It’s just too easy to become addicted when alcoholic products are so cheap, and retailers ignore the obvious suffering of customers who come in day after day to buy vast quantities of alcohol. 

It’s not just me, Dylan’s mother, who has been affected by his death. 

His sisters are haunted by the memory of witnessing his final moments. Seeing him deteriorate so rapidly was shocking.  

It seemed like one minute Dylan was totally coherent and able to hold a conversation out the front of the hospital. 

Just days later, his platelets dropped, and his arms and legs swelled up with fluid. He couldn’t walk.  

The next day, they sent him to the hospice.  

I went home that night, something I regret to this day.  

At about 3am, Dylan’s pulmonary artery ruptured.  

But now my son is gone and nothing can bring him back.  

I hate to think of other mothers going through what I’ve gone through, watching their kids drink night after night and feeling powerless to save them. 

I feel for those who will have to see what I saw at the end, the worst thing any mother could imagine.  

In all the years that I attended medical appointments, through Dylan’s repeated attempts to get and stay sober, no doctor ever told us what end-stage liver disease would be like.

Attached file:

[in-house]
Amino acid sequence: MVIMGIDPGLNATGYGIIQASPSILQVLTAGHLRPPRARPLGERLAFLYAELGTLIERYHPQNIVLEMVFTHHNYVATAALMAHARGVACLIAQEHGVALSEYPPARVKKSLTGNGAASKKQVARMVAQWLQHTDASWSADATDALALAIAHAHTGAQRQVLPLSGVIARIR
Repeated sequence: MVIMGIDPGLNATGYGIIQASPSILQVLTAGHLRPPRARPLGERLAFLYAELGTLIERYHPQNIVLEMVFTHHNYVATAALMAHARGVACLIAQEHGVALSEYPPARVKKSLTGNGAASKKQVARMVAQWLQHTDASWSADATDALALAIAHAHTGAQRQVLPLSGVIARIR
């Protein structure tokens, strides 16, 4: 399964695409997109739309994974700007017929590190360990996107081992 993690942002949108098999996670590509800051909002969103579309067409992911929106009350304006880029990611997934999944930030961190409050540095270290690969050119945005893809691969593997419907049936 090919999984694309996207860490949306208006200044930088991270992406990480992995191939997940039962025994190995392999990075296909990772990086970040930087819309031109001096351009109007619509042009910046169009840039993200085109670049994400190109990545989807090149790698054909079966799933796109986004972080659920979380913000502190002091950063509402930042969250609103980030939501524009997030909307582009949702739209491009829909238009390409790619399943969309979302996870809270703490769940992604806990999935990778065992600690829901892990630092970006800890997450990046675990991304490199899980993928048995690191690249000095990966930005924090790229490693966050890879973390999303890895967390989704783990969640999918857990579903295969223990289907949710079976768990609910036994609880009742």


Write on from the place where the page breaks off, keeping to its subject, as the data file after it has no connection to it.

It’s almost a taboo subject.  

We never knew it could be so rapid or how bad it would be. 

There was little sympathy from the medical professionals we encountered; the attitude is ‘you’ve done this to yourself’. 

But where is the responsibility of the companies that sell litres of alcohol for pocket change. 

After going through multiple detoxes and battling mental health and alcohol dependence, Dylan had managed to stay sober for five months in the year before his death. 

My son wanted to live. Sadly, he couldn’t find a way through his addiction.  

Dylan struggled to access the right mental health treatment in a system that doesn’t cater to people who have depression or anxiety, as well as alcohol dependence. 

We need to make alcohol companies accountable for the damage their products cause and improve support for people suffering from addiction and their loved ones. 

More controls are needed to stop retailers from selling vast quantities of alcohol to people at risk of harm, both online and in stores. 

Alcohol should carry warning labels and companies should be stopped from selling these products so cheaply. 

I have buried my son and I can’t bring him back, but I won’t let his death be for nothing. 

If you or anyone you know needs help:

You can find more support services here.

If you’re aiming to drink less or to quit altogether, here are some tips and tools that can help you cut back on alcohol. 

In the coming months, we’ll be regularly sharing stories like Rachel’s on our website. Sign up to the FARE email list to receive similar stories.  

If you have experiences to share – short or long – that can help people know they’re not alone, please share your story through our Voices of Change project.